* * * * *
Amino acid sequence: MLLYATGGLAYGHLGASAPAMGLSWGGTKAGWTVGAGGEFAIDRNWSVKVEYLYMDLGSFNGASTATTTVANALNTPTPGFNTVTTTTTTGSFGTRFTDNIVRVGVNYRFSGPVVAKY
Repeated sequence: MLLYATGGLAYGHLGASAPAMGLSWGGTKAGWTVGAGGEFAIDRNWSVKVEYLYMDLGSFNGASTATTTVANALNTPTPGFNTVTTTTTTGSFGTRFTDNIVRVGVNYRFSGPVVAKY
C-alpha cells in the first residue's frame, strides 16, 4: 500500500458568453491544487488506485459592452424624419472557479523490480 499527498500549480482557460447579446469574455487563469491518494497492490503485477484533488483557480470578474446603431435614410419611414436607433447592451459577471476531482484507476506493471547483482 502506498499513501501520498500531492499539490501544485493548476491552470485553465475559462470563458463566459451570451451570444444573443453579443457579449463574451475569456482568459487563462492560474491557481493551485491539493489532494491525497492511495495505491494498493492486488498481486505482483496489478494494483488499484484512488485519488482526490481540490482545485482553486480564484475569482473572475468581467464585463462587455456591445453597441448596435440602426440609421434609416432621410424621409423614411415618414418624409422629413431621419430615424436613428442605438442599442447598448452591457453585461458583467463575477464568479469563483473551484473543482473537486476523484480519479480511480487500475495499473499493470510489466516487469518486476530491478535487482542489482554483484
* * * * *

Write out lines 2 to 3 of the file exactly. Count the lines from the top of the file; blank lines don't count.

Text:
Repeated sequence: MLLYATGGLAYGHLGASAPAMGLSWGGTKAGWTVGAGGEFAIDRNWSVKVEYLYMDLGSFNGASTATTTVANALNTPTPGFNTVTTTTTTGSFGTRFTDNIVRVGVNYRFSGPVVAKY
C-alpha cells in the first residue's frame, strides 16, 4: 500500500458568453491544487488506485459592452424624419472557479523490480 499527498500549480482557460447579446469574455487563469491518494497492490503485477484533488483557480470578474446603431435614410419611414436607433447592451459577471476531482484507476506493471547483482 502506498499513501501520498500531492499539490501544485493548476491552470485553465475559462470563458463566459451570451451570444444573443453579443457579449463574451475569456482568459487563462492560474491557481493551485491539493489532494491525497492511495495505491494498493492486488498481486505482483496489478494494483488499484484512488485519488482526490481540490482545485482553486480564484475569482473572475468581467464585463462587455456591445453597441448596435440602426440609421434609416432621410424621409423614411415618414418624409422629413431621419430615424436613428442605438442599442447598448452591457453585461458583467463575477464568479469563483473551484473543482473537486476523484480519479480511480487500475495499473499493470510489466516487469518486476530491478535487482542489482554483484